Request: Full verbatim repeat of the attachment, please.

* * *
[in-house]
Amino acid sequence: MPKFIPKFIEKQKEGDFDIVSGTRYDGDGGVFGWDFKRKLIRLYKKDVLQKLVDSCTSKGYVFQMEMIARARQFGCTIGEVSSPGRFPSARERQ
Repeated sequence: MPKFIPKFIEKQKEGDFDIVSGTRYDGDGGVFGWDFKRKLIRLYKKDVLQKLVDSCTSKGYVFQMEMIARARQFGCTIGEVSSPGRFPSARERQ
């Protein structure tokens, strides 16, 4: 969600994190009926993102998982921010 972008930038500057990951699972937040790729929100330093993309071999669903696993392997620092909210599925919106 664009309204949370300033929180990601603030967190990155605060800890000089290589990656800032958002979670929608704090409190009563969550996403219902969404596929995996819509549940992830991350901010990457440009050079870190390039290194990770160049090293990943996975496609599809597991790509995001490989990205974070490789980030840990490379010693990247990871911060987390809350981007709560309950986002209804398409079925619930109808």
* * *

[in-house]
Amino acid sequence: MPKFIPKFIEKQKEGDFDIVSGTRYDGDGGVFGWDFKRKLIRLYKKDVLQKLVDSCTSKGYVFQMEMIARARQFGCTIGEVSSPGRFPSARERQ
Repeated sequence: MPKFIPKFIEKQKEGDFDIVSGTRYDGDGGVFGWDFKRKLIRLYKKDVLQKLVDSCTSKGYVFQMEMIARARQFGCTIGEVSSPGRFPSARERQ
């Protein structure tokens, strides 16, 4: 969600994190009926993102998982921010 972008930038500057990951699972937040790729929100330093993309071999669903696993392997620092909210599925919106 664009309204949370300033929180990601603030967190990155605060800890000089290589990656800032958002979670929608704090409190009563969550996403219902969404596929995996819509549940992830991350901010990457440009050079870190390039290194990770160049090293990943996975496609599809597991790509995001490989990205974070490789980030840990490379010693990247990871911060987390809350981007709560309950986002209804398409079925619930109808």